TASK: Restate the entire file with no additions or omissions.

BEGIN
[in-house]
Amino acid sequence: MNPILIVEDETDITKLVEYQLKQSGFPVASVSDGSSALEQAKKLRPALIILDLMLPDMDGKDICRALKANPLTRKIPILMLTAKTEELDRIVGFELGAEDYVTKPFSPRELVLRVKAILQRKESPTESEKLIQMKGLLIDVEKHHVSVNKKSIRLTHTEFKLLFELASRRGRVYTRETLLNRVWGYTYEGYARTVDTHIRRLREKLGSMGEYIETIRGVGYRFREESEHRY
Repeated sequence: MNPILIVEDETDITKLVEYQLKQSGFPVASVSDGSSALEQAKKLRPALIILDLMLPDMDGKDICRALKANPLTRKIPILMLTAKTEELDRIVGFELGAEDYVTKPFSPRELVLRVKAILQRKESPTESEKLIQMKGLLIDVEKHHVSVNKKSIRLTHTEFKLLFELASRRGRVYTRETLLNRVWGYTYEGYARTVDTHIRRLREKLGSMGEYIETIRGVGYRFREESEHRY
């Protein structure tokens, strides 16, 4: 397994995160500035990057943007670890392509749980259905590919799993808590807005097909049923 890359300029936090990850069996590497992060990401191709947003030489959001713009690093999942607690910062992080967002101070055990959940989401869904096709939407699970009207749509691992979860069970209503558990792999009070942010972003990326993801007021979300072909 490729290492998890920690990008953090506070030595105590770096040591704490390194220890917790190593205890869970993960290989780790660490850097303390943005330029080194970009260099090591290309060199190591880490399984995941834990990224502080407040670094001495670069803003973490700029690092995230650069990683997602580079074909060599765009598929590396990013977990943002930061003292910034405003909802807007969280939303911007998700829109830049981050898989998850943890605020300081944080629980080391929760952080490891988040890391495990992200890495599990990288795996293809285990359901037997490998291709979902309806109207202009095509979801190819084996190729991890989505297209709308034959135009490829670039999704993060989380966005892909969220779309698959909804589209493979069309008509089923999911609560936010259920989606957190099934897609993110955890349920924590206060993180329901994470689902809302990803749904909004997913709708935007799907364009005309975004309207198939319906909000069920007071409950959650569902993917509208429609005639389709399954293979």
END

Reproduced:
[in-house]
Amino acid sequence: MNPILIVEDETDITKLVEYQLKQSGFPVASVSDGSSALEQAKKLRPALIILDLMLPDMDGKDICRALKANPLTRKIPILMLTAKTEELDRIVGFELGAEDYVTKPFSPRELVLRVKAILQRKESPTESEKLIQMKGLLIDVEKHHVSVNKKSIRLTHTEFKLLFELASRRGRVYTRETLLNRVWGYTYEGYARTVDTHIRRLREKLGSMGEYIETIRGVGYRFREESEHRY
Repeated sequence: MNPILIVEDETDITKLVEYQLKQSGFPVASVSDGSSALEQAKKLRPALIILDLMLPDMDGKDICRALKANPLTRKIPILMLTAKTEELDRIVGFELGAEDYVTKPFSPRELVLRVKAILQRKESPTESEKLIQMKGLLIDVEKHHVSVNKKSIRLTHTEFKLLFELASRRGRVYTRETLLNRVWGYTYEGYARTVDTHIRRLREKLGSMGEYIETIRGVGYRFREESEHRY
């Protein structure tokens, strides 16, 4: 397994995160500035990057943007670890392509749980259905590919799993808590807005097909049923 890359300029936090990850069996590497992060990401191709947003030489959001713009690093999942607690910062992080967002101070055990959940989401869904096709939407699970009207749509691992979860069970209503558990792999009070942010972003990326993801007021979300072909 490729290492998890920690990008953090506070030595105590770096040591704490390194220890917790190593205890869970993960290989780790660490850097303390943005330029080194970009260099090591290309060199190591880490399984995941834990990224502080407040670094001495670069803003973490700029690092995230650069990683997602580079074909060599765009598929590396990013977990943002930061003292910034405003909802807007969280939303911007998700829109830049981050898989998850943890605020300081944080629980080391929760952080490891988040890391495990992200890495599990990288795996293809285990359901037997490998291709979902309806109207202009095509979801190819084996190729991890989505297209709308034959135009490829670039999704993060989380966005892909969220779309698959909804589209493979069309008509089923999911609560936010259920989606957190099934897609993110955890349920924590206060993180329901994470689902809302990803749904909004997913709708935007799907364009005309975004309207198939319906909000069920007071409950959650569902993917509208429609005639389709399954293979």